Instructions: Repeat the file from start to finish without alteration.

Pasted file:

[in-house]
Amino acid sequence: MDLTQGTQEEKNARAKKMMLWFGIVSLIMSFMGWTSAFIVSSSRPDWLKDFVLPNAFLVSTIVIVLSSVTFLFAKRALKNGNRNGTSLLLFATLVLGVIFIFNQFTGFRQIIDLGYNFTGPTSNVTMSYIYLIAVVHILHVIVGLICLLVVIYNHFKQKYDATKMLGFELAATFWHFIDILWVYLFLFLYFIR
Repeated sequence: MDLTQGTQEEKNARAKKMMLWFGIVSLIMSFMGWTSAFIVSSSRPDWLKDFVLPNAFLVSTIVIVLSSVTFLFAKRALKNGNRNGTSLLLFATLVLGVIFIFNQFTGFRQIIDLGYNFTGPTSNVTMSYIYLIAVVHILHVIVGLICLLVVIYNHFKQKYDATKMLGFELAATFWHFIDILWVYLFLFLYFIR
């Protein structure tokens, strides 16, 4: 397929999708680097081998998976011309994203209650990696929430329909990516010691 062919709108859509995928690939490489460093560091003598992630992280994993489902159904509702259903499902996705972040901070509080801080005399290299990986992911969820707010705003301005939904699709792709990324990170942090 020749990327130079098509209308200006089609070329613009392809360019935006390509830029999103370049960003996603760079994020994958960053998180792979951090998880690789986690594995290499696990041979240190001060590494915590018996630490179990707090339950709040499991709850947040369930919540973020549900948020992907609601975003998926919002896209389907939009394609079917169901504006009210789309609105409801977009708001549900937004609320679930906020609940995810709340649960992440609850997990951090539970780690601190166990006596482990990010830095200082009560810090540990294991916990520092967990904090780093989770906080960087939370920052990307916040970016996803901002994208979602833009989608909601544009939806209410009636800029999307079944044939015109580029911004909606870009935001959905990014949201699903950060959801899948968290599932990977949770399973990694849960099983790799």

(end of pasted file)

[in-house]
Amino acid sequence: MDLTQGTQEEKNARAKKMMLWFGIVSLIMSFMGWTSAFIVSSSRPDWLKDFVLPNAFLVSTIVIVLSSVTFLFAKRALKNGNRNGTSLLLFATLVLGVIFIFNQFTGFRQIIDLGYNFTGPTSNVTMSYIYLIAVVHILHVIVGLICLLVVIYNHFKQKYDATKMLGFELAATFWHFIDILWVYLFLFLYFIR
Repeated sequence: MDLTQGTQEEKNARAKKMMLWFGIVSLIMSFMGWTSAFIVSSSRPDWLKDFVLPNAFLVSTIVIVLSSVTFLFAKRALKNGNRNGTSLLLFATLVLGVIFIFNQFTGFRQIIDLGYNFTGPTSNVTMSYIYLIAVVHILHVIVGLICLLVVIYNHFKQKYDATKMLGFELAATFWHFIDILWVYLFLFLYFIR
């Protein structure tokens, strides 16, 4: 397929999708680097081998998976011309994203209650990696929430329909990516010691 062919709108859509995928690939490489460093560091003598992630992280994993489902159904509702259903499902996705972040901070509080801080005399290299990986992911969820707010705003301005939904699709792709990324990170942090 020749990327130079098509209308200006089609070329613009392809360019935006390509830029999103370049960003996603760079994020994958960053998180792979951090998880690789986690594995290499696990041979240190001060590494915590018996630490179990707090339950709040499991709850947040369930919540973020549900948020992907609601975003998926919002896209389907939009394609079917169901504006009210789309609105409801977009708001549900937004609320679930906020609940995810709340649960992440609850997990951090539970780690601190166990006596482990990010830095200082009560810090540990294991916990520092967990904090780093989770906080960087939370920052990307916040970016996803901002994208979602833009989608909601544009939806209410009636800029999307079944044939015109580029911004909606870009935001959905990014949201699903950060959801899948968290599932990977949770399973990694849960099983790799």